Intended for healthcare professionals

Opinion

Are children more accepting of death than adults?

BMJ 2022; 378 doi: https://doi.org/10.1136/bmj.o2020 (Published 12 August 2022) Cite this as: BMJ 2022;378:o2020
  1. Richard Smith, chair
  1. UK Health Alliance on climate change

The death of a child is for most parents the worst thing that could happen to them. It is against the natural order for the child to die before the parents. But could it be that children are more accepting of death than adults?

In Waiting for the Last Bus: Reflections on Life and Death, Richard Holloway, former Bishop of Edinburgh, describes his debate with Richard Dawkins, the “militant atheist,” in which he asks Dawkins what he would say to a dying child. Holloway, the most bookish of priests, quoted from The Last of the Just, by André Schwarz-Bart, a novel about the Holocaust. A child asks what death will be like, and an adult tells him it will be like a dream. A woman criticises the man for not being truthful, and he responds, “Madame, there is no room for truth here.” Holloway says that this must be the case for children who are dying, telling them perhaps that they will be in Heaven and see again all those that they love. He challenges Dawkins about what he would say, and Dawkins answers “the same.”

Holloway, who has spoken with children who are dying, concludes: “It turns out that there are times when it is impossible to accept the utter finality of death. A child’s death is one of them. There is no room for truth here. There is only room for the impossible act of consolation.”

But M R Rajagopal (known to all as Raj), the internationally-acclaimed palliative care physician who has spoken with many children who are dying, would disagree. In his book Walk with the Weary: Lessons in humanity in health care (which I have already written about1) he writes: “Paradoxically, children seem to accept incurability or death much more easily than adults….Children have amazing resilience. In my experience, they can process bad news much more easily than adults.”

Raj tells the story of Joseph, a dying child, who asked his mother, “Will I die before you?” His mother couldn’t answer, but asked Raj to talk to him. Raj and his team had realised that dying children usually knew that they were dying even though their parents had not told them and that they had many irrational fears about death that could be dispelled. Joseph was worried that he would suffocate when he was buried. Raj told him that there was no discomfort once somebody was dead. Raj asked if he had any other questions, but Joseph said no and went to play on his computer.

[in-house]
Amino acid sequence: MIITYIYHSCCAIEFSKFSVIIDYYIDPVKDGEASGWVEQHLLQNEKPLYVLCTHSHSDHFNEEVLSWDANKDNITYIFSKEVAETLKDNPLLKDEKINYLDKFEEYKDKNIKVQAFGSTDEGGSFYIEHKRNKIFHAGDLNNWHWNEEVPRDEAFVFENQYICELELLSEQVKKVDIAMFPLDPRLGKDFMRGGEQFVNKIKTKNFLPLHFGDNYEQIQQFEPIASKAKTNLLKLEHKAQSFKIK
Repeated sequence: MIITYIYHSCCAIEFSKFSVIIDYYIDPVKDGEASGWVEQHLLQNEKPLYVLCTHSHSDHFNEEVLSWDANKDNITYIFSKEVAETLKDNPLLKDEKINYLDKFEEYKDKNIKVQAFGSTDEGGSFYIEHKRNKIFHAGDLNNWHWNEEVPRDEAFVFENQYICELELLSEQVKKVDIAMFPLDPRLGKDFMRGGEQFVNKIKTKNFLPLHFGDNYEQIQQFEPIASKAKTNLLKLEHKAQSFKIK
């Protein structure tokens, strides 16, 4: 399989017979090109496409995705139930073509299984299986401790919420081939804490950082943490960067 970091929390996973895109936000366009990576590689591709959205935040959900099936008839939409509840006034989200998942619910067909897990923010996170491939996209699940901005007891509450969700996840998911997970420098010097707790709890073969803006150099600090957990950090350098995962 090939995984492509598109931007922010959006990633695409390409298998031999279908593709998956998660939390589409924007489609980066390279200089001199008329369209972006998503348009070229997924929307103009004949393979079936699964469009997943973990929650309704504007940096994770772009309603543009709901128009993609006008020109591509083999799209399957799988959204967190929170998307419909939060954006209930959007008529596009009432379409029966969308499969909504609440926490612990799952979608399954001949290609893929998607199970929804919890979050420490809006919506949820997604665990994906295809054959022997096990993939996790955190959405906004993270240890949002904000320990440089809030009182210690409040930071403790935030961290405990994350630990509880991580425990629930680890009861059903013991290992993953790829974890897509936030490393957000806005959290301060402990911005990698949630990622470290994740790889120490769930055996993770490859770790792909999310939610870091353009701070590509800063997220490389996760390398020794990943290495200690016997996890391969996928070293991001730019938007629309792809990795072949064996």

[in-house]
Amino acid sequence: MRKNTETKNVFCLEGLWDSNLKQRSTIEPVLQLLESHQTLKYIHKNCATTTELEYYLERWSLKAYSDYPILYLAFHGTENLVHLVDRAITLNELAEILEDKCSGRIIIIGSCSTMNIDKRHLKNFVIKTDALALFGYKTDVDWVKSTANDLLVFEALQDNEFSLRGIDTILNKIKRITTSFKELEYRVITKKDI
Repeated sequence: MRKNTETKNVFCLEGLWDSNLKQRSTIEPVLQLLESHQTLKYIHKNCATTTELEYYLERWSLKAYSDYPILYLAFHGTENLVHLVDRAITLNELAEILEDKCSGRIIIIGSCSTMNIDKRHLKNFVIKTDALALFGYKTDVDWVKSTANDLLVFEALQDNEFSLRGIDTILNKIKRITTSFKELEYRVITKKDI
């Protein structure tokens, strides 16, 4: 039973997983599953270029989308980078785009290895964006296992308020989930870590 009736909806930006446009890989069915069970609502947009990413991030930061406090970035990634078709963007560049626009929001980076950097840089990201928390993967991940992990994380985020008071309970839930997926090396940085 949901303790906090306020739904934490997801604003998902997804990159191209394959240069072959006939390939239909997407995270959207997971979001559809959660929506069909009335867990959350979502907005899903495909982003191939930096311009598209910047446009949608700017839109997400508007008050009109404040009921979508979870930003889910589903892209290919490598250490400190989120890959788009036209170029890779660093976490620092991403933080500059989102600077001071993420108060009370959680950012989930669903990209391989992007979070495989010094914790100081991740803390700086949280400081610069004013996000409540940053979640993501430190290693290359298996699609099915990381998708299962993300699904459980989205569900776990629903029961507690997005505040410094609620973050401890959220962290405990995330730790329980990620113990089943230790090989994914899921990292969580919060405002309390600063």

“Children,” writes Raj, “have short attention spans. They don’t want lectures; they ask straight questions and want straight answers. That is enough to reassure them. They need to be given the opportunity to ask those intense, and at times profound, questions. Without honest answers, their misery and loneliness cannot be imagined by you or me.”

Eight year old Abdul, for example, was worried that God would punish him when he died because he had pulled his sister’s hair and once stolen her pen. Raj consulted with the religious authorities who said that wrongs committed by children under 15 were not punished. Abdul could be reassured. (I found myself wondering what Raj would have said to a 16 year old.)

Raj also tells the story 11 year old Thasleena, who “taught us more than most, about love, endurance, courage, hope and above all, the fragility of life.” She had a large tumour in her leg that gave her severe pain and had metastasised to her lungs. Her doctors had advised amputation. Thasleena didn’t want to be “half a person” and refused. Raj talked with her and encouraged her to see a popular film that had a hero with one leg. After watching the film she agreed to an amputation.

After the amputation she had some months of pain-free life, and it was her who cut the ribbon to open the new palliative care unit. But her cancer returned, and she died. Raj concludes: “This 11 year old ‘guru’ taught us lessons in resilience, acceptance, and endurance. She taught us how one can enjoy life even when in pain and with death staring in the face.”

There are few things in life more difficult than to talk honestly about death with a child who is dying, and the conversation may be avoided not for the benefit of the child but for the benefit of the adult.

Footnotes

  • Competing interest: RS and M R Rajagopal worked together on the Lancet Commission on the Value of Death.

  • Provenance and peer review: not commissioned, not peer reviewed.

References